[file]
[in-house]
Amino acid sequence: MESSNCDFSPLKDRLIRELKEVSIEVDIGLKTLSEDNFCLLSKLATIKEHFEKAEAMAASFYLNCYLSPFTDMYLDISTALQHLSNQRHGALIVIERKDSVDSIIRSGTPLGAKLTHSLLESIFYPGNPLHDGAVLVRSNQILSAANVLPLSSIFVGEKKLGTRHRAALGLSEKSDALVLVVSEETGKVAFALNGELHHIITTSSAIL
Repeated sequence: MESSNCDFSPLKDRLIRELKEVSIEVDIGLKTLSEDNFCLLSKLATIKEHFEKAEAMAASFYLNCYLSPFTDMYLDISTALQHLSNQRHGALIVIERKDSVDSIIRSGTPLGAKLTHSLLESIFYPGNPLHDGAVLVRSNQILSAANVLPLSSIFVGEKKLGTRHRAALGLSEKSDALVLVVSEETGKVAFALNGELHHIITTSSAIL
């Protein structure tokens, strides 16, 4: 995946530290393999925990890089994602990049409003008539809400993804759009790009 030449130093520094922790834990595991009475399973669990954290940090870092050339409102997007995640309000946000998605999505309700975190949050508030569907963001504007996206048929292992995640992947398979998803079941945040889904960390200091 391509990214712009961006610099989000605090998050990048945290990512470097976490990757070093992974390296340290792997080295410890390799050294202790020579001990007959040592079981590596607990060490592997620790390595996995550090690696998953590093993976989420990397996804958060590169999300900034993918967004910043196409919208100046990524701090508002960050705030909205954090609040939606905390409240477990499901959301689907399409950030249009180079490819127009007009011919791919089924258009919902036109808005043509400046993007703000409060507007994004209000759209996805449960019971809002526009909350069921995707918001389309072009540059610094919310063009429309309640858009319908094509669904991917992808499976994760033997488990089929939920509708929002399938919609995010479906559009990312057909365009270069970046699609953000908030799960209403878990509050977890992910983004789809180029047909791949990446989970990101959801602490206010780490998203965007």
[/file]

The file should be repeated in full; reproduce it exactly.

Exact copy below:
[in-house]
Amino acid sequence: MESSNCDFSPLKDRLIRELKEVSIEVDIGLKTLSEDNFCLLSKLATIKEHFEKAEAMAASFYLNCYLSPFTDMYLDISTALQHLSNQRHGALIVIERKDSVDSIIRSGTPLGAKLTHSLLESIFYPGNPLHDGAVLVRSNQILSAANVLPLSSIFVGEKKLGTRHRAALGLSEKSDALVLVVSEETGKVAFALNGELHHIITTSSAIL
Repeated sequence: MESSNCDFSPLKDRLIRELKEVSIEVDIGLKTLSEDNFCLLSKLATIKEHFEKAEAMAASFYLNCYLSPFTDMYLDISTALQHLSNQRHGALIVIERKDSVDSIIRSGTPLGAKLTHSLLESIFYPGNPLHDGAVLVRSNQILSAANVLPLSSIFVGEKKLGTRHRAALGLSEKSDALVLVVSEETGKVAFALNGELHHIITTSSAIL
């Protein structure tokens, strides 16, 4: 995946530290393999925990890089994602990049409003008539809400993804759009790009 030449130093520094922790834990595991009475399973669990954290940090870092050339409102997007995640309000946000998605999505309700975190949050508030569907963001504007996206048929292992995640992947398979998803079941945040889904960390200091 391509990214712009961006610099989000605090998050990048945290990512470097976490990757070093992974390296340290792997080295410890390799050294202790020579001990007959040592079981590596607990060490592997620790390595996995550090690696998953590093993976989420990397996804958060590169999300900034993918967004910043196409919208100046990524701090508002960050705030909205954090609040939606905390409240477990499901959301689907399409950030249009180079490819127009007009011919791919089924258009919902036109808005043509400046993007703000409060507007994004209000759209996805449960019971809002526009909350069921995707918001389309072009540059610094919310063009429309309640858009319908094509669904991917992808499976994760033997488990089929939920509708929002399938919609995010479906559009990312057909365009270069970046699609953000908030799960209403878990509050977890992910983004789809180029047909791949990446989970990101959801602490206010780490998203965007």